Summary: Homes need a dad & fathers obviously need help. In our passage of Scripture, God teaches us a great lesson on becoming a man from His man David. We become men of God by maintaining our spiritual duties & by wisely fulfilling our practical responsibili

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1 KINGS 2: 1-4


[2 Samuel 7:12-16 / Deuteronomy 17:18-20]

The final words of a father to a son are profoundly significant, especially when a transfer of divine purpose and responsibility are involved. King David had some advice for his son Solomon as he lay dying. When his time drew near, he charged his son Solomon to be spiritually strong, obedient, and faithful. Sounds like wise advice to me; advice that still resonates a few thousand years later.

Newspaper columnist Abigail Van Buren wrote, "If you want your children to keep their feet on the ground, put some responsibility on their shoulders." Responsibility isn't a curse, it's a blessing. Booker T. Washington said, "Few things help an individual more that to place responsibility upon him and to let him know that you trust him."

To become a man means your willing to take responsibility for how you live your life. Irresponsible people run away, make excuses or blame others, but those who do never learn to become men or women of integrity and proven character, nor do they know the joy of the Lord or inherit the promises He gives to the faithful.

David became a real man, because he was a man after God's own heart. Yes, he had his warts and blemishes, but he became a man of God, and received promises from God like few others ever have. David determined not to run away from away from his difficulties and sins but to faced them and thus he learned what it takes to become a real man.

Do we men still need such advice today? I think so. Fathers are too significant not to learn to become real men. Let's read through some statistics and find out just how incredibly important the Dad's role is simply for children to become well-adjusted adults.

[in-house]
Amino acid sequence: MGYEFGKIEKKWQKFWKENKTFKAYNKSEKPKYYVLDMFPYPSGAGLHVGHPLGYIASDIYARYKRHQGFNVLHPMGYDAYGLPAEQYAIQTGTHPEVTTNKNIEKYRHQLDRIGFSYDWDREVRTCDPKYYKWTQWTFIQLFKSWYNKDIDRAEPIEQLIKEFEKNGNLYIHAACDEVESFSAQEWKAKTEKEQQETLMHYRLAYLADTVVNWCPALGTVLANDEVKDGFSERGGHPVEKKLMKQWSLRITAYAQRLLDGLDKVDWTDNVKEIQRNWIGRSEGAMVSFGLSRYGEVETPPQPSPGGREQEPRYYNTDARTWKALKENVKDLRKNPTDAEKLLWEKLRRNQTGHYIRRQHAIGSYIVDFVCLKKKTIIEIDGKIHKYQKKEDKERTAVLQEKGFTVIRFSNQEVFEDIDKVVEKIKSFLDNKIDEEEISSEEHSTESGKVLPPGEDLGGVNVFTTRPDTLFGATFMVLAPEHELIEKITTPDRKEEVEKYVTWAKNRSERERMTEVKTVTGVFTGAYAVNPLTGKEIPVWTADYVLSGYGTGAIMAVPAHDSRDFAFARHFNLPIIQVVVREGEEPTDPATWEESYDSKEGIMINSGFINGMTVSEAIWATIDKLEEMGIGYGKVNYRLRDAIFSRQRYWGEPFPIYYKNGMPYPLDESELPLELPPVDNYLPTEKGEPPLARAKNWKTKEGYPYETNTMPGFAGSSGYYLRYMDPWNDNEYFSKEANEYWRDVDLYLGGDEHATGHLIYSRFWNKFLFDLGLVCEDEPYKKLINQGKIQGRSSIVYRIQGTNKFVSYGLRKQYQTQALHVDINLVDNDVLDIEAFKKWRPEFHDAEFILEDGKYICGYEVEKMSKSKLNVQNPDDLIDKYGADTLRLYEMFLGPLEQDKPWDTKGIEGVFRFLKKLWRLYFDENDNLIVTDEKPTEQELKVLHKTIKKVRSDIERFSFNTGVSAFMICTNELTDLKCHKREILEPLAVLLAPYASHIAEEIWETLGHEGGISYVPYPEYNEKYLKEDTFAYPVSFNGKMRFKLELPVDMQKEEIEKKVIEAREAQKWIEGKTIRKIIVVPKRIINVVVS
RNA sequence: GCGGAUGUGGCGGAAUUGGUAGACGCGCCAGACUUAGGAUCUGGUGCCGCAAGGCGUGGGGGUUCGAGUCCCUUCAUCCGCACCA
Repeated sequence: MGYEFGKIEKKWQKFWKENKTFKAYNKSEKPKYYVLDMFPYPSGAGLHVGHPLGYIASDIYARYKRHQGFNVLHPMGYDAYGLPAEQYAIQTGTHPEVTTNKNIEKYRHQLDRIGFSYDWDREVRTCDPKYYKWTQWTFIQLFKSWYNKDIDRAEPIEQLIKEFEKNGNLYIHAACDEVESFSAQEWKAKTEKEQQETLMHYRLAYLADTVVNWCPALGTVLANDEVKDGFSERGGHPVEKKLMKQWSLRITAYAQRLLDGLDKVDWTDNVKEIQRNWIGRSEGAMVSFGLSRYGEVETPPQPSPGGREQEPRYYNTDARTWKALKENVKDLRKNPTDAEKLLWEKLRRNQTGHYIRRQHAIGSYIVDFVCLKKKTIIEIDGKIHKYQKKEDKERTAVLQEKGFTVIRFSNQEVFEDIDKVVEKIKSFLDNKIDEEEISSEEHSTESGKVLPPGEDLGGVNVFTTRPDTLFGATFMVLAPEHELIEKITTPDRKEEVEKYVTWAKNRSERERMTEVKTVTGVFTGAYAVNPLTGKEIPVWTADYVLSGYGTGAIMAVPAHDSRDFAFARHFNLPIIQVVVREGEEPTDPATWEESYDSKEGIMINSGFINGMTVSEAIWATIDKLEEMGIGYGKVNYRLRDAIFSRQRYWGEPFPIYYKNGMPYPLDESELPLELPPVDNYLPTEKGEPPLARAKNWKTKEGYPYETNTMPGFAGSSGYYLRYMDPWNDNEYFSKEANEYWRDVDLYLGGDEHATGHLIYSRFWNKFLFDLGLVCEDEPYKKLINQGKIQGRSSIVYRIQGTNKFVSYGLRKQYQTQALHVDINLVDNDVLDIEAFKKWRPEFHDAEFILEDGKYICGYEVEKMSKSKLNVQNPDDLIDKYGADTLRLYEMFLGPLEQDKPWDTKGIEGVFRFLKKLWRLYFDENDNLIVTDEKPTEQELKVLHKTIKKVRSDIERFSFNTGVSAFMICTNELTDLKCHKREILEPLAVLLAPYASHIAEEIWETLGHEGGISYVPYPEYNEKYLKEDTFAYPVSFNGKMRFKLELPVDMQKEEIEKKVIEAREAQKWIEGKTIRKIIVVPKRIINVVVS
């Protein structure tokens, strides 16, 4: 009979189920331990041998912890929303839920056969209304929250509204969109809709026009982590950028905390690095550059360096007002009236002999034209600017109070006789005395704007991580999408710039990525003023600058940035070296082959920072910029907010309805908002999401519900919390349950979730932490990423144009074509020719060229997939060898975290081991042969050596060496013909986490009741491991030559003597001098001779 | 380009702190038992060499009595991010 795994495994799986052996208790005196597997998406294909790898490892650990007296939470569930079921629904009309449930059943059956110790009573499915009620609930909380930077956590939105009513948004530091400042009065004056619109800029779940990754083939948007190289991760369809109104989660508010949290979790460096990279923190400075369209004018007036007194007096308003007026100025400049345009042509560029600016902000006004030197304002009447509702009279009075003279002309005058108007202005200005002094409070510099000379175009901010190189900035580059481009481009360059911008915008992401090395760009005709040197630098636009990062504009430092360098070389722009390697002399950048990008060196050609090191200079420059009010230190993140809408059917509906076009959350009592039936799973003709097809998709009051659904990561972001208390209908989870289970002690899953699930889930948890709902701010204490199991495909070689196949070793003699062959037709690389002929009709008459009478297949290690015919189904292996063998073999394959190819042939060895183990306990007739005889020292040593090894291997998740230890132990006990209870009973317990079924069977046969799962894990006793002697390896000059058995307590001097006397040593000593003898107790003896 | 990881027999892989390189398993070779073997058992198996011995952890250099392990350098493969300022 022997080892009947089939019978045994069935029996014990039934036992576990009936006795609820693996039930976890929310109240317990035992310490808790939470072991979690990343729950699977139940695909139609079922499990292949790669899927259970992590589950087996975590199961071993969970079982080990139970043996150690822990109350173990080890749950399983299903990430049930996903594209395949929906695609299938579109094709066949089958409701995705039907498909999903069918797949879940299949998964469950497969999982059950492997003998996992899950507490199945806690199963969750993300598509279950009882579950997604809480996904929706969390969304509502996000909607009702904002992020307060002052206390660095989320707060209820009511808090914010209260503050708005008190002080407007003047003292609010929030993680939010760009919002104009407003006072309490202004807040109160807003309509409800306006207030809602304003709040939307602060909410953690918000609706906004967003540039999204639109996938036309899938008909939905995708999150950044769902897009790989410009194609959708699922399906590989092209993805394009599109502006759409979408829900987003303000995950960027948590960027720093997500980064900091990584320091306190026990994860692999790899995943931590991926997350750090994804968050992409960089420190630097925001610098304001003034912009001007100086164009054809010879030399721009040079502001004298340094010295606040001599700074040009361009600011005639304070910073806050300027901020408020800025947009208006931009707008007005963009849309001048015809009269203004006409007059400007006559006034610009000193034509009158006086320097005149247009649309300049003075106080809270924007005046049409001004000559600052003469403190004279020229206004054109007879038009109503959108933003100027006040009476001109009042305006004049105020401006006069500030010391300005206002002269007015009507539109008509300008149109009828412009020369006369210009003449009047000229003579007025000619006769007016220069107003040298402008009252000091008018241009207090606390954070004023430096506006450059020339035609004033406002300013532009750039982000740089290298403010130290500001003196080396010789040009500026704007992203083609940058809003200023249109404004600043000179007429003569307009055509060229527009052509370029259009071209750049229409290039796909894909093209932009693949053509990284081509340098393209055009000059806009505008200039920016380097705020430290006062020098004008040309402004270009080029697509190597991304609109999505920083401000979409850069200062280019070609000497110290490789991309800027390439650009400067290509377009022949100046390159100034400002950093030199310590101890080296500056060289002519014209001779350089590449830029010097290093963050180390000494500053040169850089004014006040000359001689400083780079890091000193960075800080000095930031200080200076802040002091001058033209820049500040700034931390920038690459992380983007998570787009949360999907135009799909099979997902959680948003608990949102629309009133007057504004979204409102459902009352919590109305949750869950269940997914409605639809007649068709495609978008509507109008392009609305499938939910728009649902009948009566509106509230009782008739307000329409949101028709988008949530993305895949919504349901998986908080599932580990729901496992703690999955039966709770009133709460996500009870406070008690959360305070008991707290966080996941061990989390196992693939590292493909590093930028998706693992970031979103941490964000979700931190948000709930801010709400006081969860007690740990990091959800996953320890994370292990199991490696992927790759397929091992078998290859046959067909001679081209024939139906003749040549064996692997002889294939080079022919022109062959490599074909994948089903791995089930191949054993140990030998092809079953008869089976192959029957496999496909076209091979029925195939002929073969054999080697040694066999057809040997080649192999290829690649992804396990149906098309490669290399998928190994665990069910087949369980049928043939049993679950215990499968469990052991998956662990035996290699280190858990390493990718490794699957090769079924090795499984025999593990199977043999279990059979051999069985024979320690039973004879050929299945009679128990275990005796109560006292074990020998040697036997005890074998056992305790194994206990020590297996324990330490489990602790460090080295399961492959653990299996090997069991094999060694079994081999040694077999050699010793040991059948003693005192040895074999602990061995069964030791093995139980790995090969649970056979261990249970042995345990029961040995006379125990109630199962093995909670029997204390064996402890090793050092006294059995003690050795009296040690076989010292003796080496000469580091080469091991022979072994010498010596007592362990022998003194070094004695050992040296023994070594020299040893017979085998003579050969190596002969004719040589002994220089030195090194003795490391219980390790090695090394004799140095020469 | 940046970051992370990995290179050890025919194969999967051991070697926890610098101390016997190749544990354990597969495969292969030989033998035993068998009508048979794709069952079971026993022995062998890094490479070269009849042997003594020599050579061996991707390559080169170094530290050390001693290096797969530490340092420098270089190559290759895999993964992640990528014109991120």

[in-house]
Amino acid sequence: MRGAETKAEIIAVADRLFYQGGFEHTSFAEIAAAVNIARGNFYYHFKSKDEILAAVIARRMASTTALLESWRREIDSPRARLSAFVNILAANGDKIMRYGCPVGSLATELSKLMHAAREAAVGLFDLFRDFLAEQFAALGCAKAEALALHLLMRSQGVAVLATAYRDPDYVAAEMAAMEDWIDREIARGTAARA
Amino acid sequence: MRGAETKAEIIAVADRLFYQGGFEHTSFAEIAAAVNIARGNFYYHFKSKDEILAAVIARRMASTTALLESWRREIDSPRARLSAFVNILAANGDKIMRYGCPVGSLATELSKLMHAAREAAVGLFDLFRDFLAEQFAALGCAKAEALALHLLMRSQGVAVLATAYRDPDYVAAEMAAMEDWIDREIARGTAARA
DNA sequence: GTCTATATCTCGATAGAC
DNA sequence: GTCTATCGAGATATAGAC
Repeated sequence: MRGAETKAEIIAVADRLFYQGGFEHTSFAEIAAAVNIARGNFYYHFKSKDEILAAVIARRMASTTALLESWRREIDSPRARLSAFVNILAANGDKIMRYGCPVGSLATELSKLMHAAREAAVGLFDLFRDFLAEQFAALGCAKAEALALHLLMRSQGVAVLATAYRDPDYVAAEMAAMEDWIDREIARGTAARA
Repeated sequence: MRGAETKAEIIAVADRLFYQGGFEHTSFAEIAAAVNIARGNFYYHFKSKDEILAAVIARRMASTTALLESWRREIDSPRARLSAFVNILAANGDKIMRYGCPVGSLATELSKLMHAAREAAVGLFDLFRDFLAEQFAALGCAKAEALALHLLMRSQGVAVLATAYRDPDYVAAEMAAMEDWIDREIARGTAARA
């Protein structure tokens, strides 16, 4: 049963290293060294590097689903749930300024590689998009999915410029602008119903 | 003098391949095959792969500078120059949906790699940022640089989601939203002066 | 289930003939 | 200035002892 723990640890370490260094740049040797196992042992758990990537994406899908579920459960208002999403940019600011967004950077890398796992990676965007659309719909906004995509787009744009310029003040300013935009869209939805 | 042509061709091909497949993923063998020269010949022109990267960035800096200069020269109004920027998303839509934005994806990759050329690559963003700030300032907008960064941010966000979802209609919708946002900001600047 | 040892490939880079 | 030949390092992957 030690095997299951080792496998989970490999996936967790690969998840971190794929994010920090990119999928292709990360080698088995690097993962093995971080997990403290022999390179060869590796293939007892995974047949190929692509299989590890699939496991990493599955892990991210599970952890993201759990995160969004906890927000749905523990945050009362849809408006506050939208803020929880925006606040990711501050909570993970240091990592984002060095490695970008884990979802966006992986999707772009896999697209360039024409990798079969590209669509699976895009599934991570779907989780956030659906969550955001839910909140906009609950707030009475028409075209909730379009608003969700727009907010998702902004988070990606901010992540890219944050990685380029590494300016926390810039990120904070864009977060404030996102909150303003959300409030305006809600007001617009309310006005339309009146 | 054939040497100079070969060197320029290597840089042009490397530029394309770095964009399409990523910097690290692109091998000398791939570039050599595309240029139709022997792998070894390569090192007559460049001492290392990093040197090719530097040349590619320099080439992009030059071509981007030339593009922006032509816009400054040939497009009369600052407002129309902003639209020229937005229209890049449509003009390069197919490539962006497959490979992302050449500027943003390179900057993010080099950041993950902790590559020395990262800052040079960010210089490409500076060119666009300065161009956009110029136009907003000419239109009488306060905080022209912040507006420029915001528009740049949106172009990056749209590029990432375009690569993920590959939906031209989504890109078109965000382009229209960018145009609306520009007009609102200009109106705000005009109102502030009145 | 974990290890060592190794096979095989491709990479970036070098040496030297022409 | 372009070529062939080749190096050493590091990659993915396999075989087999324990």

- 43% of US children live without their father [US Department of Census]

-63% of teen suicides are from fatherless homes. That's 5 times the national average. SOURCE: [U.S. Dept of Health H.S., Bureau of the Census]

-90% of all runaways and homeless children are from fatherless homes. That's 32 times the national average.[US D.H.H.S., Bureau of the Census]

-80% of rapists with anger problems come from fatherless homes. 14 times the national average. SOURCE: [Criminal Justice & Behavior, Vol 14, pp. 403-26, 1978]

-85% of children with behavioral problems come from fatherless homes. 20 times the national average. SOURCE: Center for Disease Control

-71% of pregnant teenagers lack a father. [U.S. Department of Health and Human Services press release, Friday, March 26, 1999]

-71% of all high school dropouts come from fatherless homes. 9 times the national average. SOURCE: National Principals Association Report

-75% of all adolescent patients in chemical abuse centers come from fatherless homes. 10 times the national average. SOURCE: Rainbow's for all God's Children

-85% of all youths in prison come from fatherless homes. 20 times the national average. SOURCE: U.S. Dept. of Justice

-Daughters of single parents without a Father involved are 53% more likely to marry as teenagers, 711% more likely to have children as teenagers, 164% more likely to have a pre-marital birth and 92% more likely to get divorced themselves.

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